Pap Smear under the MicroscopeThe Pap smear is a screening procedure that tests for cervical cancer. This test checks for the presence of precancerous or cancer cells on the cervix, the opening of the uterus. Women typically are advised to start getting Pap tests around age 21. During a Pap smear cells from the cervix are examined for abnormal growth.

There are a couple different methods for Pap smear testing.

In a traditional Pap test, cell samples are obtained from the vagina, cervix, and cervical canal and spread on a glass microscope slide.  The microscope slide is then sent to a lab for examination under the lab microscope.

The ThinPrep Pap test was designed to reduce some of the technical problems inherent in the tradition Pap smear method. In the ThinPrep Pap test, cell samples are collected using a special brush that is immediately washed in a special fluid. The ThinPrep machine then filters out the cells from the solution and deposits them in a thin uniform single layer of cells on a glass slide for microscope examination. The ThinPrep Pap test is used to screen for cervical disease, HPV and some common sexually transmitted infections.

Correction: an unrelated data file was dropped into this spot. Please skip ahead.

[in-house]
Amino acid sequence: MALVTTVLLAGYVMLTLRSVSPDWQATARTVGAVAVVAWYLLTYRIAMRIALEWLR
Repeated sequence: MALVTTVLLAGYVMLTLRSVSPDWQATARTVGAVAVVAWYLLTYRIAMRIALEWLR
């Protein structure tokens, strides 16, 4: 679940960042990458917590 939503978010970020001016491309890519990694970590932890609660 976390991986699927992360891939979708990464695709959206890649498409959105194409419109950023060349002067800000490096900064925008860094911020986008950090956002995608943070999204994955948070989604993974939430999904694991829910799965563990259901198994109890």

ThinPrep pap test image captured under the microscope.This is an image of a ThinPrep Pap smear captured under a lab microscope at 100x magnification.

A few advantages to the ThinPrep Pap method include removing contaminants such as blood and mucus which can obscure cells in the traditional Pap smear. The single layer of cells is easier to examine under the microscope. This results in an increased rate of detection of abnormal cells. The disadvantage of the ThinPrep Pap smear method is that there is an increased cost incurred by the collection fluid and cost of continued operation of the ThinPrep machine.

ThinPrep Pap smear image under the microscope.This is an image of a ThinPrep Pap smear captured under the lab microscope at 400x.

To learn more about what you can expect during a Pap smear visit Mayo Clinic's website. If you have questions regarding lab microscopes or digital microscopy Contact Microscope World.